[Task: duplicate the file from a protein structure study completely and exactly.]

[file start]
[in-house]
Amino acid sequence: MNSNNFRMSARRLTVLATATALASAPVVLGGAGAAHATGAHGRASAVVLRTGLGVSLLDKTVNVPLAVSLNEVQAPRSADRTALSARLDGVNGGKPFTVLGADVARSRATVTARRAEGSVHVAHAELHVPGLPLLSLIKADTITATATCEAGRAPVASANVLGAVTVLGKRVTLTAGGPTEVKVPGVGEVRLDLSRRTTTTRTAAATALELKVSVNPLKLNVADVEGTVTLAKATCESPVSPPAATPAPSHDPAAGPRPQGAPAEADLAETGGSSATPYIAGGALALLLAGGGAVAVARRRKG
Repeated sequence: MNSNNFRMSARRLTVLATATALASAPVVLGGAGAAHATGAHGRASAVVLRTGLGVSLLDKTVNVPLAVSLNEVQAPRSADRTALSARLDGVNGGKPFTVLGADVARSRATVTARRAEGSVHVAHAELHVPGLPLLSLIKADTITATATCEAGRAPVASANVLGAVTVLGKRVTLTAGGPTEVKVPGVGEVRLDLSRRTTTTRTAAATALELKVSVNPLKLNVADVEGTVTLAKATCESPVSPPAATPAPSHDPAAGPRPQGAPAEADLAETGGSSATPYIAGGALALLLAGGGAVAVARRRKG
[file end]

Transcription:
[in-house]
Amino acid sequence: MNSNNFRMSARRLTVLATATALASAPVVLGGAGAAHATGAHGRASAVVLRTGLGVSLLDKTVNVPLAVSLNEVQAPRSADRTALSARLDGVNGGKPFTVLGADVARSRATVTARRAEGSVHVAHAELHVPGLPLLSLIKADTITATATCEAGRAPVASANVLGAVTVLGKRVTLTAGGPTEVKVPGVGEVRLDLSRRTTTTRTAAATALELKVSVNPLKLNVADVEGTVTLAKATCESPVSPPAATPAPSHDPAAGPRPQGAPAEADLAETGGSSATPYIAGGALALLLAGGGAVAVARRRKG
Repeated sequence: MNSNNFRMSARRLTVLATATALASAPVVLGGAGAAHATGAHGRASAVVLRTGLGVSLLDKTVNVPLAVSLNEVQAPRSADRTALSARLDGVNGGKPFTVLGADVARSRATVTARRAEGSVHVAHAELHVPGLPLLSLIKADTITATATCEAGRAPVASANVLGAVTVLGKRVTLTAGGPTEVKVPGVGEVRLDLSRRTTTTRTAAATALELKVSVNPLKLNVADVEGTVTLAKATCESPVSPPAATPAPSHDPAAGPRPQGAPAEADLAETGGSSATPYIAGGALALLLAGGGAVAVARRRKG